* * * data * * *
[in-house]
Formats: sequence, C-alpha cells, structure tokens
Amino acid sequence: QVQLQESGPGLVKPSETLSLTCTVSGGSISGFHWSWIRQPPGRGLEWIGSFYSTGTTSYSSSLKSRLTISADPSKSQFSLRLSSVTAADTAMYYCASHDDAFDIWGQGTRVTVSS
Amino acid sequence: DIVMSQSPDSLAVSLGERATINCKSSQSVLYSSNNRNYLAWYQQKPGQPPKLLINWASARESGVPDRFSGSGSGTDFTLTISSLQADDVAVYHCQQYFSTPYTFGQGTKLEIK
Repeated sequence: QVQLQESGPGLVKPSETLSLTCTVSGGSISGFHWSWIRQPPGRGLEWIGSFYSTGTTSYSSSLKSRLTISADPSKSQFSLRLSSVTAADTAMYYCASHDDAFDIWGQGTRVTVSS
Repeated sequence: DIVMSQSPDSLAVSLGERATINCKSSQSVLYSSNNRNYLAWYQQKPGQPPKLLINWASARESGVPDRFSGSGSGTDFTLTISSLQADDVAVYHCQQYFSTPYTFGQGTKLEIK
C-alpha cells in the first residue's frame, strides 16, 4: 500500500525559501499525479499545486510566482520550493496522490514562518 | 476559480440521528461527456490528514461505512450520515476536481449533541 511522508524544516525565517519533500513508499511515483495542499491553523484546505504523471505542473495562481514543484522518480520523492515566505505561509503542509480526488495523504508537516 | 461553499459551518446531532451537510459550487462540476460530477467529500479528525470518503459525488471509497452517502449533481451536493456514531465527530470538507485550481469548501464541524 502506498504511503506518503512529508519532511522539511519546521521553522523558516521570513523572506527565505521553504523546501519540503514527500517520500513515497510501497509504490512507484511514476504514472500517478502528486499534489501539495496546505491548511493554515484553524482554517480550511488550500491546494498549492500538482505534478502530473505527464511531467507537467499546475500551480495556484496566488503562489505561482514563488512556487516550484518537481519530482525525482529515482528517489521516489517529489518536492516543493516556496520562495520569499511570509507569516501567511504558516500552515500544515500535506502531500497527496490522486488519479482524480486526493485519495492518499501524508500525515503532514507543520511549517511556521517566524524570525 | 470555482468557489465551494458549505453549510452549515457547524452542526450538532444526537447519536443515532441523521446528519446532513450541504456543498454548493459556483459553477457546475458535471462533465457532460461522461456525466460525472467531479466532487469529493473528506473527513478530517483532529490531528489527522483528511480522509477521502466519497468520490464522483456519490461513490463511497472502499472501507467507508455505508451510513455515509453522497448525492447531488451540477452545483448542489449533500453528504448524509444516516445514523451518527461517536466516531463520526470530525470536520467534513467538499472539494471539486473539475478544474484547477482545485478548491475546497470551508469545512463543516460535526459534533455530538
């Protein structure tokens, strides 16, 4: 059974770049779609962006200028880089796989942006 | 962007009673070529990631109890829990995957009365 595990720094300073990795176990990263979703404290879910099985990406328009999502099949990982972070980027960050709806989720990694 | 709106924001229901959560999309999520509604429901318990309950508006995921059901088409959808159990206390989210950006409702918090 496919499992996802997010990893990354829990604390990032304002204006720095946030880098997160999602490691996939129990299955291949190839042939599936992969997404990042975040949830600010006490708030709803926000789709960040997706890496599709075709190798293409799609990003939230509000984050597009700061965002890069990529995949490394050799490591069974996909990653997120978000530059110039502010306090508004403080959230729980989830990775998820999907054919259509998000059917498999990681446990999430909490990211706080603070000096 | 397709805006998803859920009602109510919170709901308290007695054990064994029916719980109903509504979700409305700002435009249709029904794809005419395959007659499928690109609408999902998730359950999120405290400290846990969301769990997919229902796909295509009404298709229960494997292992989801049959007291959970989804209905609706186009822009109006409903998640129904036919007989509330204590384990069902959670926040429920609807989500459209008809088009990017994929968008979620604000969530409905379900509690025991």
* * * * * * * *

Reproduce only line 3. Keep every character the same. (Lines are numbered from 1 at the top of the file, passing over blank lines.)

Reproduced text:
Amino acid sequence: QVQLQESGPGLVKPSETLSLTCTVSGGSISGFHWSWIRQPPGRGLEWIGSFYSTGTTSYSSSLKSRLTISADPSKSQFSLRLSSVTAADTAMYYCASHDDAFDIWGQGTRVTVSS